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Food Safety: The Unseen Hero in the Produce Industry

February 25th, 2022

Nogales, AZ- When consumers go to the grocery store to purchase their produce, more times than not, the last thing they are worrying about is whether the fruits or vegetables they buy are safe to eat. This is a notion they believe has already been controlled for them. The belief that all produce is safe, although very accurate these days, has taken some time to build a strong reputation. Now, consumers are very confident and have gained trust with their local grocery stores. Retail chains and produce suppliers have worked diligently to maintain their reputation being a reliable source of healthy produce which is mainly due to verifying food safety hazards have been prevented well before the product arrives to the store.

Over the years, the Food and Drug Administration (FDA) and the Center for Disease Control (CDC) have imposed thorough regulations for food suppliers so consumers can rest assured the produce they purchase has been grown at the highest standards as it relates to food safety. Recently, it has been the FDA’s final rules on the Food Safety Modernization Act (FSMA) and the Produce Safety Rule- scientific standards for safe growing, harvesting, and packing of fruits and vegetables.

The FDA rules on FSMA have been key talking points over the last few years, and for a good reason. Each year, more than 48 million people in the US get sick from foodborne illnesses. 128,000 are hospitalized, and 3,000 die. The FDA wanted to take a different approach instead of being reactive to when a food safety problem could occur and start shifting the focus to preventing it. Since then, the FDA has finalized seven major rules to ensure the safety of the food supply is a shared responsibility among many different points in the global supply chain.

These official regulations have been the footprint for farming and producers for the last decade, but there are other key factors which play a role in the food defense of the produce industry. Good Manufacturing Practices (GMP) and Good Agricultural Practices (GAP) are an integral function as well, and they are systems for ensuring that products are consistently produced and controlled according to satisfactory quality standards. GMPs cover all aspects of production, the packing materials, the staff, the equipment they use, and very important, the training and personal hygiene of the workers. GMP & GAP are critical to food safety.

"Food safety practices, without a doubt, are the most vital factor when it comes to protecting consumers from foodborne illnesses."

Again, when consumers are strolling through the aisles at the store, it’s not often thought about the amount of work which goes into growing a tomato or bell pepper safely and whether all the rules and regulations were followed at each step of the supply chain. Food safety practices, without a doubt, are the most vital factor when it comes to protecting consumers from foodborne illnesses. It is a luxury to be able to rely on produce without having to worry if the water used to grow the product was contaminated, or if the products contain high levels of prohibited agrochemicals or if hazardous objects were near the product while being packed. The hard work is already cut out for the consumers so they can shop with ease whether they take this for granted or not.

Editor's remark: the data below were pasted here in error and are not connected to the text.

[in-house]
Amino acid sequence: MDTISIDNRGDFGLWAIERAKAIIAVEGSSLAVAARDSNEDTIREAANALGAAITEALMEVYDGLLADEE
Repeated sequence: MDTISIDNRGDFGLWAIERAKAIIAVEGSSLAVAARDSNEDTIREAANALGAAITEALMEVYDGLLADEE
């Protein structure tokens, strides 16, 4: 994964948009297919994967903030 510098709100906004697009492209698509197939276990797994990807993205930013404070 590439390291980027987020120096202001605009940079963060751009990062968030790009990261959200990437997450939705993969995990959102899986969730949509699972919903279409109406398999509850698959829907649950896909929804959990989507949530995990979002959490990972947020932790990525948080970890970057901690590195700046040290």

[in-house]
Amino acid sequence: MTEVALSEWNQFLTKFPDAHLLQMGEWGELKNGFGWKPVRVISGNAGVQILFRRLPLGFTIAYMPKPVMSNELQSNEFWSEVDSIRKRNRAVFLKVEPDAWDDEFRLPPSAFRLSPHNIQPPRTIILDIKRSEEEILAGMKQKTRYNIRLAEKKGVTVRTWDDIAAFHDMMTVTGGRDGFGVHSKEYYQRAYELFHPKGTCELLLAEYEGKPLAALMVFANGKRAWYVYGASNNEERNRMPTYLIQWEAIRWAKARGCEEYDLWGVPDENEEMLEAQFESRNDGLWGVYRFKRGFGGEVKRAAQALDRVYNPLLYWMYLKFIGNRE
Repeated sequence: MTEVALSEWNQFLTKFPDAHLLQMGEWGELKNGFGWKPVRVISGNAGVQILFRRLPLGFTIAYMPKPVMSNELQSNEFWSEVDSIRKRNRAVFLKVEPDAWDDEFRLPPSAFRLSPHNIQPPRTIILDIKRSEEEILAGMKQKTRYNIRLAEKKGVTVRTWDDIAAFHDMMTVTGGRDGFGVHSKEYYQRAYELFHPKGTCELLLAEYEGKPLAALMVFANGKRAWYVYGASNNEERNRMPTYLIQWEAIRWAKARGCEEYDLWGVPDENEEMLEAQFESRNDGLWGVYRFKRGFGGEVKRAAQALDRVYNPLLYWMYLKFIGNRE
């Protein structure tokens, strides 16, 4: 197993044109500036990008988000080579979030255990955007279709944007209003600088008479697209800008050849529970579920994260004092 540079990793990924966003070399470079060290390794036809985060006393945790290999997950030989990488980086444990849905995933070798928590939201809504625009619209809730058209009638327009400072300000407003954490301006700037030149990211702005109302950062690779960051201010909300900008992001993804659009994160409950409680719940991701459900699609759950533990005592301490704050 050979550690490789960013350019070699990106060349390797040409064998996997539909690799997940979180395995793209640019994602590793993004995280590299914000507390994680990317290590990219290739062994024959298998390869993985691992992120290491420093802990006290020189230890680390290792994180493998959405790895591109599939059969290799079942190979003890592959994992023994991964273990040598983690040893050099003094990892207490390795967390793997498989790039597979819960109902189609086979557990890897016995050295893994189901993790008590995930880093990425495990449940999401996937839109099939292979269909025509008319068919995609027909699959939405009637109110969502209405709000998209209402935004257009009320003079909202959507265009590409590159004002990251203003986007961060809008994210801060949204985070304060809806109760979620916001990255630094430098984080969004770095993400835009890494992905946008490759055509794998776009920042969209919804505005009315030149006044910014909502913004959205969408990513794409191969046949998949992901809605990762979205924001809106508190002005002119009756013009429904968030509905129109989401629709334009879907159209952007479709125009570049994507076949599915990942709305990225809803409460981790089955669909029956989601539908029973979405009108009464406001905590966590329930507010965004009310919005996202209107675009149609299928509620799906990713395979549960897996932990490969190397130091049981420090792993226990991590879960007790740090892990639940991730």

Food safety occurs from the moment a vegetable or fruit seed is planted, all the way to the final consumer. Whether it’s producing on a local community farm, or internationally in foreign soils, there is a requirement for the produce being grown. For those requirements, there are policies and procedures, training and supervision, onboarding and verifying. Food safety is absolutely one of the most important requirements when producing food for human or animal consumption. It is the assurance, the protection, and the guarantee to the final consumer. It is the unseen hero of the produce industry.

"Food safety occurs from the moment a vegetable or fruit seed is planted, all the way to the final consumer."

These days, all major retail or supermarket chains have very thorough onboarding processes. Before working with any supplier, their quality assurance teams go through each level of the potential business partner’s supply chain. It is a must to have GMP or GAP audits to even supply produce to supermarkets, but this is only the beginning of the process. The best suppliers must be able to demonstrate they have a policy and procedure for any potential issue which may occur. These procedures must be documented, available for review at any given notice and they must be ready to be explained to retailer qualified individuals and quality assurance specialist. These are the types of activities most customers will never know about, but nevertheless, is a critical part to the process.

For more information, please contact:
Michael DuPuis
Public Relations Coordinator
+1 (520)-281-8328
mdupuis@divineflavor.com